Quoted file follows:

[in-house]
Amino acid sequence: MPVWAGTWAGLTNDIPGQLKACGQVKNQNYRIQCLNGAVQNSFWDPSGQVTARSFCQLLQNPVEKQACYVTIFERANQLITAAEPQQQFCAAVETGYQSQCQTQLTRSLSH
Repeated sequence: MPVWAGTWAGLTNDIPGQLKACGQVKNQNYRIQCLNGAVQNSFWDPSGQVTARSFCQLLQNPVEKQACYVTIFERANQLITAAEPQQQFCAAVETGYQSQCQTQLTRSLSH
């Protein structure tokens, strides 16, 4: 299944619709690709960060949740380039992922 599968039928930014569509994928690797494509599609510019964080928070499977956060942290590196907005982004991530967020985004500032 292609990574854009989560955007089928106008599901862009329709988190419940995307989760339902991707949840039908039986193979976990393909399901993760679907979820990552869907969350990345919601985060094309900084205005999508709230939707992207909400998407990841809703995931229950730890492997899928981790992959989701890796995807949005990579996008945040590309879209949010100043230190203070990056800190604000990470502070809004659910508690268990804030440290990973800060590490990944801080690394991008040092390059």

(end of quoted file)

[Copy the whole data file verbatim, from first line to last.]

[in-house]
Amino acid sequence: MPVWAGTWAGLTNDIPGQLKACGQVKNQNYRIQCLNGAVQNSFWDPSGQVTARSFCQLLQNPVEKQACYVTIFERANQLITAAEPQQQFCAAVETGYQSQCQTQLTRSLSH
Repeated sequence: MPVWAGTWAGLTNDIPGQLKACGQVKNQNYRIQCLNGAVQNSFWDPSGQVTARSFCQLLQNPVEKQACYVTIFERANQLITAAEPQQQFCAAVETGYQSQCQTQLTRSLSH
């Protein structure tokens, strides 16, 4: 299944619709690709960060949740380039992922 599968039928930014569509994928690797494509599609510019964080928070499977956060942290590196907005982004991530967020985004500032 292609990574854009989560955007089928106008599901862009329709988190419940995307989760339902991707949840039908039986193979976990393909399901993760679907979820990552869907969350990345919601985060094309900084205005999508709230939707992207909400998407990841809703995931229950730890492997899928981790992959989701890796995807949005990579996008945040590309879209949010100043230190203070990056800190604000990470502070809004659910508690268990804030440290990973800060590490990944801080690394991008040092390059």